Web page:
Overall Rating Silver
Overall Score 55.86
Liaison Liesel Schwarz
Submission Date Sept. 16, 2021

STARS v2.2

Villanova University
OP-10: Biodiversity

Status Score Responsible Party
Complete 1.00 / 1.00 Liesel Schwarz
Sustainability Manager
"---" indicates that no data was submitted for this field

Does the institution own or manage land that includes or is adjacent to legally protected areas, internationally recognized areas, priority sites for biodiversity, or regions of conservation importance?:

A brief description of the legally protected areas, internationally recognized areas, priority sites for biodiversity, and/or regions of conservation importance:

While Villanova does not own or manage any legally protected areas or priority sites for biodiversity, the school has a number of undeveloped wetlands located on campus.

Has the institution conducted an assessment to identify endangered and vulnerable species (including migratory species) with habitats on land owned or managed by the institution?:

A list of endangered and vulnerable species with habitats on land owned or managed by the institution, by level of extinction risk:

Boltonia asteroides- False aster- Endangered
Viburnum nudum L.- Possumhaw viburnum- Endangered
Dasiphora fruticosa- Shrubby cinquefoil- Endangered
Quercus phellos L.- Willow oak- Endangered
Itea virginica- Virginia Sweetspire- Extirpated
Ilex glabra- Inkberry- Extirpated
Opuntia humifusa- Devil's tongue- Rare
Ilex opaca- American holly- Threatened
Magnolia virginiana- Sweetbay magnolia- Threatened
Symphyotrichumnovi-belgii- New York aster- Threatened
Symphyotrichum puniceum- Purplestem aster- Threatened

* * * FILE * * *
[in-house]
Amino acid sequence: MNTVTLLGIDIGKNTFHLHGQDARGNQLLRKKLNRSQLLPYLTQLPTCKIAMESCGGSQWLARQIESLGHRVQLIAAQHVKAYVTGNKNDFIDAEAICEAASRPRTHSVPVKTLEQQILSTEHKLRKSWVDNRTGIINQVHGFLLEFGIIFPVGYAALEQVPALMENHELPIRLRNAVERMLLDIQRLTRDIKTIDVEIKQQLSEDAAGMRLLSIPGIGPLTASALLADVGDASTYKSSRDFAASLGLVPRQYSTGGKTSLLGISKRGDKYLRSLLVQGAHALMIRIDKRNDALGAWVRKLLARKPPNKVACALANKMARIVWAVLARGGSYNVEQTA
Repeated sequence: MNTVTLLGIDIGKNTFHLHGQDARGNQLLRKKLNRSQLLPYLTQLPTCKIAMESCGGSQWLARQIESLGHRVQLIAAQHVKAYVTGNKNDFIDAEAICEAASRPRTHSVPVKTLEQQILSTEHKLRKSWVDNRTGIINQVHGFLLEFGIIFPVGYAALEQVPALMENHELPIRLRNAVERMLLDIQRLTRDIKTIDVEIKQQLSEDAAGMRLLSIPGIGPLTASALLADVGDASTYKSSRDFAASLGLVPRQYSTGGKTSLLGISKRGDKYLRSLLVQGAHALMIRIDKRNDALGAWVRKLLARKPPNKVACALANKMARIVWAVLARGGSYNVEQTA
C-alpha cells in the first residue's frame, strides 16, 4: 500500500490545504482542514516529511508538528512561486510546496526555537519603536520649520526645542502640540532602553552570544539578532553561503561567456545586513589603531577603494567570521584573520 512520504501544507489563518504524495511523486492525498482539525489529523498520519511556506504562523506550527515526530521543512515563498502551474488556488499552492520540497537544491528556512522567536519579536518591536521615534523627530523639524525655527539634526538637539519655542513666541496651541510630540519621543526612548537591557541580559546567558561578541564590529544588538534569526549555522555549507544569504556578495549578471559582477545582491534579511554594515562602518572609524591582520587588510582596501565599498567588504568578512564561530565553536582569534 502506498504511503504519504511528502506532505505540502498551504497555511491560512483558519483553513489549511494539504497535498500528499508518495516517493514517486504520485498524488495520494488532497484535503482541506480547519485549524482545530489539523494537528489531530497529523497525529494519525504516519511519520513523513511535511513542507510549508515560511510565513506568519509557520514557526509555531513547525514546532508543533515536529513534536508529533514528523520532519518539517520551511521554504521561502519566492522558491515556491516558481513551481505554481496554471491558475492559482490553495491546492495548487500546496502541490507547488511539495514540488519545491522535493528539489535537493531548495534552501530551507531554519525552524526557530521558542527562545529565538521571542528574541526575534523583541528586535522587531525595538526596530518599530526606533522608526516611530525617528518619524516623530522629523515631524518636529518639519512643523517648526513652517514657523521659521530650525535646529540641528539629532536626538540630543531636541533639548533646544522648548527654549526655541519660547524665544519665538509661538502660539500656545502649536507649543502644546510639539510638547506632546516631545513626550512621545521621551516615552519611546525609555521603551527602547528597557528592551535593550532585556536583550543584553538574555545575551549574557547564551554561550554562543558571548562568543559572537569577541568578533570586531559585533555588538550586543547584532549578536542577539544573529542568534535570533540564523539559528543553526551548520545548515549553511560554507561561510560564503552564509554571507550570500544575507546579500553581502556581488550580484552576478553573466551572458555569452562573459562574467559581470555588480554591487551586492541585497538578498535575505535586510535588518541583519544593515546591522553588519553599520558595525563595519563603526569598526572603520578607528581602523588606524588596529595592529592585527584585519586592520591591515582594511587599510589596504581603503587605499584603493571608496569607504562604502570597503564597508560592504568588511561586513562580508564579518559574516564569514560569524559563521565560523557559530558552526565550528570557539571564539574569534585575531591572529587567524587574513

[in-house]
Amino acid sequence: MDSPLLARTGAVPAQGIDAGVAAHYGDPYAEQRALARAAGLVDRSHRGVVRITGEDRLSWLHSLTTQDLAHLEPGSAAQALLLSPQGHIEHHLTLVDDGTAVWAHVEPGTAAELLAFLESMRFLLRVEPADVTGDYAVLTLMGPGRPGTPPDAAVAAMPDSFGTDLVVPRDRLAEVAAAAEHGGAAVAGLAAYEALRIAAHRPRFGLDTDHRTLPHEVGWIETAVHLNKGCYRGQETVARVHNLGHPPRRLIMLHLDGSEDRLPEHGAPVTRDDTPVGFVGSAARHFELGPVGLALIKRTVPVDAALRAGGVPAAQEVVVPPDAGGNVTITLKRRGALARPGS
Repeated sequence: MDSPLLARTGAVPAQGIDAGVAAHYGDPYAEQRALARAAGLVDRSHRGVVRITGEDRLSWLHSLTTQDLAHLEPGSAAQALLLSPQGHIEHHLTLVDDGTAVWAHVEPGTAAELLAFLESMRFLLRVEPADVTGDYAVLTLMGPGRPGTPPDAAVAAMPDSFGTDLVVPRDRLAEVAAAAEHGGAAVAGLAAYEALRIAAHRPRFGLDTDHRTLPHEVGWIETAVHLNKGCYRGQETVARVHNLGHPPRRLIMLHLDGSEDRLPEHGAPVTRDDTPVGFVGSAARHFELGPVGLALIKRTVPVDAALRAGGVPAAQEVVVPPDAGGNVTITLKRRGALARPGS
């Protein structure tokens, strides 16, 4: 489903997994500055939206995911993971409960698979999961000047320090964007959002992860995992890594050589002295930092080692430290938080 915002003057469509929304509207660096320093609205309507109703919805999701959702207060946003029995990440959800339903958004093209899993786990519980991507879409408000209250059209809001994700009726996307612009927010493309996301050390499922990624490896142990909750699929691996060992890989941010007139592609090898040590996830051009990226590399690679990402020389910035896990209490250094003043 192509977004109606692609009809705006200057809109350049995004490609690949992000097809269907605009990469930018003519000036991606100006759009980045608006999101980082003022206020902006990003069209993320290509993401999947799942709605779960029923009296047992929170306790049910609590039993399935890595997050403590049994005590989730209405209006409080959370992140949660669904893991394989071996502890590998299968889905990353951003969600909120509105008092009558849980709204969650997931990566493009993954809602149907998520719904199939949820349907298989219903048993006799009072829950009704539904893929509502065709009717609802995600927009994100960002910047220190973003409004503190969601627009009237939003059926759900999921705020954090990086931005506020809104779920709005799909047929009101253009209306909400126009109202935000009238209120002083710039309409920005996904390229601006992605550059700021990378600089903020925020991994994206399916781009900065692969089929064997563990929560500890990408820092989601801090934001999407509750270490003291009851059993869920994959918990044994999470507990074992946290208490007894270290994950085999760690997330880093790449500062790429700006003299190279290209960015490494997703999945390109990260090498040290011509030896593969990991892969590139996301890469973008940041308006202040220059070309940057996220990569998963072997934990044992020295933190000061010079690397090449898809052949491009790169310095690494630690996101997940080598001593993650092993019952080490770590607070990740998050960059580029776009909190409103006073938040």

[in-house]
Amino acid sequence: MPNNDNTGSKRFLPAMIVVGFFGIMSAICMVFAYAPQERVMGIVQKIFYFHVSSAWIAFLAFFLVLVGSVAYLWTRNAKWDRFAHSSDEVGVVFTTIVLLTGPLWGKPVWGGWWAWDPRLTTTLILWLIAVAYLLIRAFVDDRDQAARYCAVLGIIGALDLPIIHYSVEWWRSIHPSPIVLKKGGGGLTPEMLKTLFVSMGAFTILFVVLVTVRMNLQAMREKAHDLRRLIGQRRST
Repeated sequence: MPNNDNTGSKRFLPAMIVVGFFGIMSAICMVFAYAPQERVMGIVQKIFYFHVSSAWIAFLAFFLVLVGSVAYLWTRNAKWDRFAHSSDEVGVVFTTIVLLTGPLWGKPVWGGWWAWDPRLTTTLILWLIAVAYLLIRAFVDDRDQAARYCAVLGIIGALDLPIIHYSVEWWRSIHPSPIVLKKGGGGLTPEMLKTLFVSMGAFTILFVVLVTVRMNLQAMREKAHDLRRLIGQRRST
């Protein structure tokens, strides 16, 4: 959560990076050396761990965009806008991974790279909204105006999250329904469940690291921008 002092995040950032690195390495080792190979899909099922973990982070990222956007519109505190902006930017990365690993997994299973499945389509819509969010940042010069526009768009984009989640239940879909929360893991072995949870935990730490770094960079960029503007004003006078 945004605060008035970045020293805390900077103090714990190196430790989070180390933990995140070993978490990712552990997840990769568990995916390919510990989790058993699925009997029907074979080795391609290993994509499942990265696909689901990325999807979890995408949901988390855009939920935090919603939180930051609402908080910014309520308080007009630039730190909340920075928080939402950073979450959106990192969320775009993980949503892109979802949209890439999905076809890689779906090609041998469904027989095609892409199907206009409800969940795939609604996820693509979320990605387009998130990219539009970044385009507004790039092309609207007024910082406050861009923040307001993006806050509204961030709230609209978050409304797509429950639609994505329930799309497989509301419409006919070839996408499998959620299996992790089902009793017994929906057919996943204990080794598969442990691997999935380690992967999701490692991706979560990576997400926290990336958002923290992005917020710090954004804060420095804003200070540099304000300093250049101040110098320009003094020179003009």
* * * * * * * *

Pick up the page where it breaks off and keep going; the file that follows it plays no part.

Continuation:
Has the institution conducted an assessment to identify areas of biodiversity importance on land owned or managed by the institution?:

A brief description of areas of biodiversity importance on land owned or managed by the institution:

The study completed focused on campus core which does not contain significant areas of biodiversity. There are other areas on campus that include areas of biodiversity that were not included in the study but are mentioned in it. Those are the meadows and wetlands that are located on west campus, the wooded tract of land at Aldwin triangle on south campus, and a buffer area between the satellite houses and county line road.

The methodologies used to identify endangered and vulnerable species and/or areas of biodiversity importance and any ongoing assessment and monitoring mechanisms:

The ecological planning method was chosen to provide the methodology framework for creating a landscaping plan to increase biodiversity and for Villanova to meet the goals and needs of the University, as well as, those of the environment. This process assessed biophysical and sociocultural information to provide solutions and constraints for decisions made about the landscape. Assessing these factors helped to determine how land should be allocated and used in a way that provides the most benefits to all, humans, animals, plants, and the environment, with the fewest drawbacks. The ecological planning method has 11 steps interconnected steps.
• Step 1, a problem or issue that affects people, the environment, or the relationship between people and their environment is identified.
• Step 2, a goal is established to remedy this problem based on the wants and needs of the community.